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Entitled God's Chosen People, tonight's episode is about the forging and impact of two of the most remarkable documents in Scottish history which broke the power of the Stewart kings: the Covenants (of 1638 and 1643) - written contracts with God in which the Scottish Covenanters sought not only to redefine their own place in Britain, but also Britain itself.
The first part of the final five instalments takes a look at the Covenanters, a group of people that most people have heard of but don't know much about.
But it was during his reign as Lord Advocate that MacKenzie earned his nickname for sending hundreds of Protestant Covenanters to their deaths between 1684 and 1688.
George-North Park) to witness a pastiche re-enactment of the Covenanters battles with Montrose, starting members of the Atlantic Mission Society and the WMS.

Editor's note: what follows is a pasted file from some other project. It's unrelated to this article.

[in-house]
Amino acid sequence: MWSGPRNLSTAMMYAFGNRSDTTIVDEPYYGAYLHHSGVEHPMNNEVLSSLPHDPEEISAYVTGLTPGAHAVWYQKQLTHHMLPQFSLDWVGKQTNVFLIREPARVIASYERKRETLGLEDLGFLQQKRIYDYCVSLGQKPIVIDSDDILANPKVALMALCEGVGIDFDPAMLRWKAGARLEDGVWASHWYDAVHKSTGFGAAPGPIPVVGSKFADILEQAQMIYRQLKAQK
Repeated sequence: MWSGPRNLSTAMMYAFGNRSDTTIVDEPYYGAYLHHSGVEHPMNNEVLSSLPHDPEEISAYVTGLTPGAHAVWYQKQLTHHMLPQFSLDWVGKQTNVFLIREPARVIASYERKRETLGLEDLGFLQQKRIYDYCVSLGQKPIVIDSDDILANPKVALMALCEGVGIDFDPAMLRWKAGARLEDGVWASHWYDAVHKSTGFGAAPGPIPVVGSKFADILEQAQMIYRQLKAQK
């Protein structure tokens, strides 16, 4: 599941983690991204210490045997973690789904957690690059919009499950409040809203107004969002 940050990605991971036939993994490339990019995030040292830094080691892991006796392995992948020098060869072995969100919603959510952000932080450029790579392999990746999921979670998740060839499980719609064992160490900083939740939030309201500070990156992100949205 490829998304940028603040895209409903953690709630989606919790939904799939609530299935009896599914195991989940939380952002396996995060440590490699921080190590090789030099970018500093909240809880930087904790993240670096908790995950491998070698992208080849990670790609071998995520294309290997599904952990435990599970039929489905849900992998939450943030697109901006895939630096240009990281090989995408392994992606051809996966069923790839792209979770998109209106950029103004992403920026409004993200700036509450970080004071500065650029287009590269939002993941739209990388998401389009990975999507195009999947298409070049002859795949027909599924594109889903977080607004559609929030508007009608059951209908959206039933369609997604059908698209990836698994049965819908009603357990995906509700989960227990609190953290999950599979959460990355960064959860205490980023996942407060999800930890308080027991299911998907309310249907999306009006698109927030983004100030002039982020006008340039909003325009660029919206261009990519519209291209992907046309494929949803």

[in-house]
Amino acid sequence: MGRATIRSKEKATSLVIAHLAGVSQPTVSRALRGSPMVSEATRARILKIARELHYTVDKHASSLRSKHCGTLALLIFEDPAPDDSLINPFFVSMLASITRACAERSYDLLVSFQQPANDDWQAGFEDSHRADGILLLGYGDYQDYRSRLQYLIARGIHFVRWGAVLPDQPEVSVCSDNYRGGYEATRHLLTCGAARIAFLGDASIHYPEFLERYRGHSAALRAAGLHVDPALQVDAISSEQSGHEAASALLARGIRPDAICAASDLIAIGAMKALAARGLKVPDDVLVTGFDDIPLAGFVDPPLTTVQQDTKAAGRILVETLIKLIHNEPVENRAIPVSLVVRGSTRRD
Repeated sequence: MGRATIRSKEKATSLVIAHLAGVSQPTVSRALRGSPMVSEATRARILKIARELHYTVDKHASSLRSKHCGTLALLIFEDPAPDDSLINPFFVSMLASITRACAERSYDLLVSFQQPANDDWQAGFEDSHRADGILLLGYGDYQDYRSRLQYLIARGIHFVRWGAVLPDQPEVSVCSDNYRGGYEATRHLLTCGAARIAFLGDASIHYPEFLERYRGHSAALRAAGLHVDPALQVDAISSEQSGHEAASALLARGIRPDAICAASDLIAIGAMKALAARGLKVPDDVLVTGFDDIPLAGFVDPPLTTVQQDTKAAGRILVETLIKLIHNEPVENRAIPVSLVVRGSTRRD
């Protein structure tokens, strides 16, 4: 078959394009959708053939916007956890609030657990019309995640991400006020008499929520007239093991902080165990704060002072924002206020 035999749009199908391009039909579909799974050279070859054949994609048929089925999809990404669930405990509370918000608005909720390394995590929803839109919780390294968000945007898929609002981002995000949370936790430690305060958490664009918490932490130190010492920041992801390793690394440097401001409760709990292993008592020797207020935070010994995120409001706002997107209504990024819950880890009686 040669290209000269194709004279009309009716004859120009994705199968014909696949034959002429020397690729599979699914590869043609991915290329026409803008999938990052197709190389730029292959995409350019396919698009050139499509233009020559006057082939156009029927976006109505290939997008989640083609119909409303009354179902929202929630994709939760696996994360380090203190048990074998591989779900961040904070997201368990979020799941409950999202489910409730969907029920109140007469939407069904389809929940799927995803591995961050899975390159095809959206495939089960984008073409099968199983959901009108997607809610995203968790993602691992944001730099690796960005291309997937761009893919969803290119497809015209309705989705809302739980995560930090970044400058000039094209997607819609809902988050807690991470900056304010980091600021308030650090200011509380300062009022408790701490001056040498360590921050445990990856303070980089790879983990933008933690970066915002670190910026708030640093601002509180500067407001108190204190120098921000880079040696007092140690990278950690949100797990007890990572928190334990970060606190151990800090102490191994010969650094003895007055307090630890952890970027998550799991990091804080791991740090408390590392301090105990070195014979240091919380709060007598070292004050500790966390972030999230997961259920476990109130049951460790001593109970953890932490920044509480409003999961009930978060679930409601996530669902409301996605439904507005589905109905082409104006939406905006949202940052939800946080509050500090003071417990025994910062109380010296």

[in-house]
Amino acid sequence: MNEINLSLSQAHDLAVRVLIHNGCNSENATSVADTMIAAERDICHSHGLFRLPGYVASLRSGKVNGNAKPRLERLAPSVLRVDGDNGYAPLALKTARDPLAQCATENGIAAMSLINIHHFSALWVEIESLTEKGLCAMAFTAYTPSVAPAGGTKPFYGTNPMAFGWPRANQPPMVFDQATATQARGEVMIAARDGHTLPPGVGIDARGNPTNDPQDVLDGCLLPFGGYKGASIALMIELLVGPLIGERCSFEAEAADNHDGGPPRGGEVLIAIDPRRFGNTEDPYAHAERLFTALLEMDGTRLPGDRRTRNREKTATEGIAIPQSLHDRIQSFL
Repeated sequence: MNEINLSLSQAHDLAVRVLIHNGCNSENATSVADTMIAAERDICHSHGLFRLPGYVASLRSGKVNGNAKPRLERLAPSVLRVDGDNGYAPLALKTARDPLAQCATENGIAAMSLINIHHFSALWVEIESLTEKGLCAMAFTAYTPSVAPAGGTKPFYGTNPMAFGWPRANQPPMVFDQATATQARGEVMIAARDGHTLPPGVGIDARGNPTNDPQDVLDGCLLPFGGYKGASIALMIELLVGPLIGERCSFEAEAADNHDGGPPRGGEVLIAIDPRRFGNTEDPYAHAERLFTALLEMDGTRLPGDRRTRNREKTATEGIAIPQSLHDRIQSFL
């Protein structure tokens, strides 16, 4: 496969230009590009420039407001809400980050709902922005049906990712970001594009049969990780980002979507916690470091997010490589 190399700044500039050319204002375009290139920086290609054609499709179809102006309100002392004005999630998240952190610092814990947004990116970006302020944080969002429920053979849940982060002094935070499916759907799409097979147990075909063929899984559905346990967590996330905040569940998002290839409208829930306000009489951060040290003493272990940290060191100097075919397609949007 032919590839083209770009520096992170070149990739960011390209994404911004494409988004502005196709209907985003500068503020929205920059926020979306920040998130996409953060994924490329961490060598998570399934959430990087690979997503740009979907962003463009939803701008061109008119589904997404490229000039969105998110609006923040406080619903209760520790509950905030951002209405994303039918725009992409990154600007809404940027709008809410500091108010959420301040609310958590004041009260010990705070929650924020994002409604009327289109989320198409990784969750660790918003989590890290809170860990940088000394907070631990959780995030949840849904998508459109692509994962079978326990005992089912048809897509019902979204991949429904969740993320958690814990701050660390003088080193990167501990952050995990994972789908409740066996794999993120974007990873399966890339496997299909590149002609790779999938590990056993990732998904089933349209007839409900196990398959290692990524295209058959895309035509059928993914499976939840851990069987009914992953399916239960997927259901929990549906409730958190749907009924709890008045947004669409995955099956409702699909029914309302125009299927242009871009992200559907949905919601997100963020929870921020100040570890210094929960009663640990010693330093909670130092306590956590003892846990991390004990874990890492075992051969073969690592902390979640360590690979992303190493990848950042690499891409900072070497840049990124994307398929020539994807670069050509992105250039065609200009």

Wilson had been the Covenanters man on the inside of the General Staff at the time of the Curragh incident.
That spirit is thought to be one of Scotland's most violent and is said to haunt the Covenanters Prison in Greyfriars Graveyard in Edinburgh.
Mackenzie - who died in 1691 - got his gory nickname for his persecution of the Covenanters.
Consider the Scottish Covenanters who, in 1643, united in a "solemn league and covenant" to resist the attack on religious liberty by Charles I.
When it comes to Ulster, where the ancestors of many of the Protestants were Scots Covenanters, and the signing of the covenant as a symbol of defiance to Home Rule was so important in 1912, Akenson's attempt to fit events in that bloodstained province into his covenantal paradigm also fails because of his theological naivety.
He got his nickname for ruthlessly prosecuting Scottish Presbyterian Covenanters.
The administration of both church business and theological education for Koreans was generally overseen by a group of conservative missionaries -- the descendants of the old Covenanters.
The ability of the Covenanters to steer the Scottish crisis in such a radical direction, so swiftly, owed much to knowledge, from "friends" in the south like Sir John Slotworthy, that England was already divided, and unlikely to unite against them under Charles.